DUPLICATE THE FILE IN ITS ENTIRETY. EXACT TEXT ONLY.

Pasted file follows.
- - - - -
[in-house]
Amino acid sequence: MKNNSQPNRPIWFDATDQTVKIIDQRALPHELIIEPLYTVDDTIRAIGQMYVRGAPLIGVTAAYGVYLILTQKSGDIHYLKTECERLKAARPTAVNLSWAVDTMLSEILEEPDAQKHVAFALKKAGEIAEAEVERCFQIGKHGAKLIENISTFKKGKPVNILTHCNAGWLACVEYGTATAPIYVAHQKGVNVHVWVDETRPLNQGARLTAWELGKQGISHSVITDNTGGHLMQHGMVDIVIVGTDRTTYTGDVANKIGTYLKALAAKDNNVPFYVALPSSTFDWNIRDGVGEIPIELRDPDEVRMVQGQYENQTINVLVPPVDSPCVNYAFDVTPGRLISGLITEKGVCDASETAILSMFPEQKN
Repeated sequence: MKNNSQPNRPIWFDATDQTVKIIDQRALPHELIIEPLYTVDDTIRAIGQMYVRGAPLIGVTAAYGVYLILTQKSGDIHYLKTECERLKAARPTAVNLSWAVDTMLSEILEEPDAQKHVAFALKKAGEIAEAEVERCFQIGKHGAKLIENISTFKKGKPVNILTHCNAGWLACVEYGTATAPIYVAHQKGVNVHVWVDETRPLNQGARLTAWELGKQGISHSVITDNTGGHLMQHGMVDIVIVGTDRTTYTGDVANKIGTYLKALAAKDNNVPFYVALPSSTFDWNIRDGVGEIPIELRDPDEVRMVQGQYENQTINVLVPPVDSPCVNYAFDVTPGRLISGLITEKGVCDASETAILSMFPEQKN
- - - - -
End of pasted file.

[in-house]
Amino acid sequence: MKNNSQPNRPIWFDATDQTVKIIDQRALPHELIIEPLYTVDDTIRAIGQMYVRGAPLIGVTAAYGVYLILTQKSGDIHYLKTECERLKAARPTAVNLSWAVDTMLSEILEEPDAQKHVAFALKKAGEIAEAEVERCFQIGKHGAKLIENISTFKKGKPVNILTHCNAGWLACVEYGTATAPIYVAHQKGVNVHVWVDETRPLNQGARLTAWELGKQGISHSVITDNTGGHLMQHGMVDIVIVGTDRTTYTGDVANKIGTYLKALAAKDNNVPFYVALPSSTFDWNIRDGVGEIPIELRDPDEVRMVQGQYENQTINVLVPPVDSPCVNYAFDVTPGRLISGLITEKGVCDASETAILSMFPEQKN
Repeated sequence: MKNNSQPNRPIWFDATDQTVKIIDQRALPHELIIEPLYTVDDTIRAIGQMYVRGAPLIGVTAAYGVYLILTQKSGDIHYLKTECERLKAARPTAVNLSWAVDTMLSEILEEPDAQKHVAFALKKAGEIAEAEVERCFQIGKHGAKLIENISTFKKGKPVNILTHCNAGWLACVEYGTATAPIYVAHQKGVNVHVWVDETRPLNQGARLTAWELGKQGISHSVITDNTGGHLMQHGMVDIVIVGTDRTTYTGDVANKIGTYLKALAAKDNNVPFYVALPSSTFDWNIRDGVGEIPIELRDPDEVRMVQGQYENQTINVLVPPVDSPCVNYAFDVTPGRLISGLITEKGVCDASETAILSMFPEQKN